ash from wood fire.

Wood and Coal Ash Disposal and Recycling

Burning coal and wood always leaves behind ash. Whether it’s in a log burner, incinerator, bonfire, or barbecue, you’ll need to dispose of ash left behind in a safe and effective way. Ash disposal can be straightforward or involve a few more complex steps, depending on its type.

Here we answer some common questions about ash waste from burning both coal and wood to help you store and dispose of it properly. Learn what to do with ash and everything you need to know about ash disposal below.

Ash disposal and
recycling FAQs

  • What is ash made of?

    Ash tends to be made up of a mixture of chemical components, but it depends on whether it’s produced after burning coal or wood. The main element of ash is usually carbon. Some amounts of other chemical components make up the rest of the ash, such as:

    • Magnesium
    • Calcium
    • Phosphorous
    • Potassium
  • What type of waste is ash?

    Coal ash is not a type of hazardous waste. Instead, it usually classes as general waste. After the burning of wood though, this can create ash that may class as hazardous waste. It depends on the type of wood, as some wood ash can be thrown away with garden waste and used for composting.

  • How is ash made?

    Coal ash is the waste leftover at power plants from burning coal for fuel. It’s made up of lead, arsenic, mercury, and chromium – substances that are often dangerous to human health. Wood ash is a powder that remains after burning wood at a bonfire, fireplace, or industrial plant. It’s made up of calcium and other non-combustible elements.

  • What are some facts about ash?

    A few key facts about ash are:

    • Wood ash tends to contain small amounts of nutrients like copper, zinc, and iron.
    • Ash is highly alkaline and can increase the PH levels in your garden soil.
    • Even if you use wood ash as a fertiliser, the lack of nitrogen means you still need to find another source.
    • According to the Environmental Protection Agency (EPA), approximately 140 million tons of coal ash is generated every year.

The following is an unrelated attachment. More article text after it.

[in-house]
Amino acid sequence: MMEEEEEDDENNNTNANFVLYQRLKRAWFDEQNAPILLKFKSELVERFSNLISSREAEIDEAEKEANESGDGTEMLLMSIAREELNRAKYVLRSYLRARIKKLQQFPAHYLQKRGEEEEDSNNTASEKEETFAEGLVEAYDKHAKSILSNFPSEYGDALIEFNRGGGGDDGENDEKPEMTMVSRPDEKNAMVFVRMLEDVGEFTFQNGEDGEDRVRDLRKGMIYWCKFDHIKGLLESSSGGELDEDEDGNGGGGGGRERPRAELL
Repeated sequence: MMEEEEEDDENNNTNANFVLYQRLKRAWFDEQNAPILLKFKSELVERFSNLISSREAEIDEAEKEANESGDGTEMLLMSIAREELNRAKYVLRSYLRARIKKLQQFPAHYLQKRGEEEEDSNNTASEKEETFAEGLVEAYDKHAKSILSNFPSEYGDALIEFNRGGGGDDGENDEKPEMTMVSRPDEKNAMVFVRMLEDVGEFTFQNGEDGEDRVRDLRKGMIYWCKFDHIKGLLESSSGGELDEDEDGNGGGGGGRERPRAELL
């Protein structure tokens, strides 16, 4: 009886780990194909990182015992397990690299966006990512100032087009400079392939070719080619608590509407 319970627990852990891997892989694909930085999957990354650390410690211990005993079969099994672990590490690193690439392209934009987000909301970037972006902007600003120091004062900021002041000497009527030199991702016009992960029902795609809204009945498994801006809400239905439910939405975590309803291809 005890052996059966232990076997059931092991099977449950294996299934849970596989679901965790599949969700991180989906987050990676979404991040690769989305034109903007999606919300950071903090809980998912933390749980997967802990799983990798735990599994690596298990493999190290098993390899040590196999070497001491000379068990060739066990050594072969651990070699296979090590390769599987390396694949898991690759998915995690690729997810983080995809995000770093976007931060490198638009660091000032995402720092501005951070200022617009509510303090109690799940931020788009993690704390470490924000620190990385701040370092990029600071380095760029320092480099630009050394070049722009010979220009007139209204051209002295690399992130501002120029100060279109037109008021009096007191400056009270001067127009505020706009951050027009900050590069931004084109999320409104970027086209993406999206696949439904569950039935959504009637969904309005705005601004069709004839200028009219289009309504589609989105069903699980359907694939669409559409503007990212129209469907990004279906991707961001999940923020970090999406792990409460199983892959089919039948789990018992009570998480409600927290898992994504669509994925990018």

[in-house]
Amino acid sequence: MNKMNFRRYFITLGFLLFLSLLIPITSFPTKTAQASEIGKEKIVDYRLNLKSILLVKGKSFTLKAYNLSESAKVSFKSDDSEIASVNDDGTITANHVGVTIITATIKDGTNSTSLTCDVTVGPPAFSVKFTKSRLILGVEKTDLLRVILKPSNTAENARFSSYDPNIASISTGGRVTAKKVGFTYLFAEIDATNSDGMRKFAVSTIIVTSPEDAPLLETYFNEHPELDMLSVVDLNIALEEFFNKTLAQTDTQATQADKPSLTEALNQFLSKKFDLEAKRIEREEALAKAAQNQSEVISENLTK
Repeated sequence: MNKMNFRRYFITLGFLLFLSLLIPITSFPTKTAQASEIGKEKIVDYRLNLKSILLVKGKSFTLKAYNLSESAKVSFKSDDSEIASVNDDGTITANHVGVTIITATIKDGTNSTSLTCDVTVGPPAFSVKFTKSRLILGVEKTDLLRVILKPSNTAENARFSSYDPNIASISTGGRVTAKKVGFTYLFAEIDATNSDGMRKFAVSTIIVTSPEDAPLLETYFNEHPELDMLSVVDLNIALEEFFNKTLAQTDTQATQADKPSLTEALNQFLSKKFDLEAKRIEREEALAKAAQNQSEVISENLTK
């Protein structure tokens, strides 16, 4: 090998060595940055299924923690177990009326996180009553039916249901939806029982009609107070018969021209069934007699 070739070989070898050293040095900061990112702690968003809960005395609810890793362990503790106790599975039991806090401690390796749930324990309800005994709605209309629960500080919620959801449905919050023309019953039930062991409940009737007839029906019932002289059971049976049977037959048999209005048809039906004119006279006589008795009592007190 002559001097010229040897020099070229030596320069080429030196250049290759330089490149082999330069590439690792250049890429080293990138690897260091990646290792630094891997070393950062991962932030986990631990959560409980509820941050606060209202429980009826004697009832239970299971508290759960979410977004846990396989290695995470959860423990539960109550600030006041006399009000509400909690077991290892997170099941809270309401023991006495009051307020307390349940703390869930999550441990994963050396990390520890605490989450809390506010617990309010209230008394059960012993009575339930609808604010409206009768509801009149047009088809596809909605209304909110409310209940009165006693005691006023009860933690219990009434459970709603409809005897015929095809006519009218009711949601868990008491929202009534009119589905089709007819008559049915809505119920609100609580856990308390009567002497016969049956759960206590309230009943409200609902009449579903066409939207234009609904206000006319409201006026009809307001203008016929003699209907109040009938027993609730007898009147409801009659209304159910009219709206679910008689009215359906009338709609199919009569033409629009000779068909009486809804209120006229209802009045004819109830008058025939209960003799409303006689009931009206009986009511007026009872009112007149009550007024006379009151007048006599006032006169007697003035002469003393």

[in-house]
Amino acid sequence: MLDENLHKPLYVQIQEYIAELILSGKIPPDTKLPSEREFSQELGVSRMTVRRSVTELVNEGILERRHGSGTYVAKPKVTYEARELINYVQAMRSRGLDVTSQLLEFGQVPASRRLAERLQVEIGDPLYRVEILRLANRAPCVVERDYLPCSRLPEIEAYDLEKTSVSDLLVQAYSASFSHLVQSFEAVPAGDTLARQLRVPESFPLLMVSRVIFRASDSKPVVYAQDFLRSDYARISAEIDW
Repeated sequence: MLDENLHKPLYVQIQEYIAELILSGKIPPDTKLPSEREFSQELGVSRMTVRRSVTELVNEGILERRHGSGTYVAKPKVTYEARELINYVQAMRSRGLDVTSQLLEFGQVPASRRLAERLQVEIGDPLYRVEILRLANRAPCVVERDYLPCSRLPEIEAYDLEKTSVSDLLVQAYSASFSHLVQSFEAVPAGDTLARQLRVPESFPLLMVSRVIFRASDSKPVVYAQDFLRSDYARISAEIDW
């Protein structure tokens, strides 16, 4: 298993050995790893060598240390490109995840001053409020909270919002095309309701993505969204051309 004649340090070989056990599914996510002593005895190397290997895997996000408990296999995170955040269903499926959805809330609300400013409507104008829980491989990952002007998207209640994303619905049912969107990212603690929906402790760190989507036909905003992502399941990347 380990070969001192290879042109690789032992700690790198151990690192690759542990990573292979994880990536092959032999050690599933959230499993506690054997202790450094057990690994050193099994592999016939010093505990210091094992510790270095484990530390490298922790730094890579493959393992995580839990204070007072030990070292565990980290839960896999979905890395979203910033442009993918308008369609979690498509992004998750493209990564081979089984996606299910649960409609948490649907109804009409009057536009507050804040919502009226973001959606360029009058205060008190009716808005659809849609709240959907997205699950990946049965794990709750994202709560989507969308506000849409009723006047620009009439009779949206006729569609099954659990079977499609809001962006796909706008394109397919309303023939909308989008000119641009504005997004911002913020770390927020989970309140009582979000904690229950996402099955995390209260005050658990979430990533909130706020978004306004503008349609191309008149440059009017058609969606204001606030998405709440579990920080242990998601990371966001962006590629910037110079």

• Where can you dispose of coal and wood ash?

    You can dispose of coal ash by putting it into your general waste bin and arranging collection by a licensed waste carrier. Alternatively, you can take some wood ash to a recycling centre that accepts garden waste, where it may be used for compost.

  • What are some free eco-friendly alternatives to wood and coal ash disposal?

    While most people just throw ash away, you can use the following eco-friendly methods to recycle and dispose of both coal and wood ash in an eco-friendlier manner:

    • Compost – Some wood ash contains nutrients that are great for plant life. For this reason, you can mix wood ash into your compost heap. This only applies to wood ash and not coal ash, as coal ash isn’t great for soil because it’s made up of carcinogens.
    • Camping – You can use ash to clean the grease from all your pans while you’re out camping. Rub the ashes directly on your pans or soak them in a mixture of water and ash for a couple of hours before rinsing.
    • Snails and slugs – Ash is a great way to deter garden pests like snails and slugs. All you need to do is build a little wall of ash around your plants to keep pests from destroying your vegetable patch or flowers.
    • Icy paths – Sprinkling wood ash on pathways during winter makes it easier to walk across icy ground.
  • What are the problems with ash waste?

    The wastewater from coal ash ponds and landfill can seep into rivers, groundwater and streams. It’s packed with toxic pollutants like chromium (a carcinogen), arsenic (a cancer-causing element) and selenium (a chemical that can cause impaired vision and paralysis).

    In the short term, exposure to coal ash can cause:

    • Nausea
    • Throat irritations
    • Shortness of breath

    In the long-term, exposure to ash may cause:

    • Kidney damage
    • Liver damage
    • A range of cancers
  • What can ash be made into?

    Ashes from burned wood can be used to create soaps as they contain sufficient amounts of potassium to make lye – a vital element of soap.

    Coal ash can be reused in several ways. For example, it can be used as a top layer for unpaved roads, as structural fill, or as an ingredient in concrete. The heat released from burning can also be used to convert water into steam. This can then be used to generate a turbine and produce electricity.

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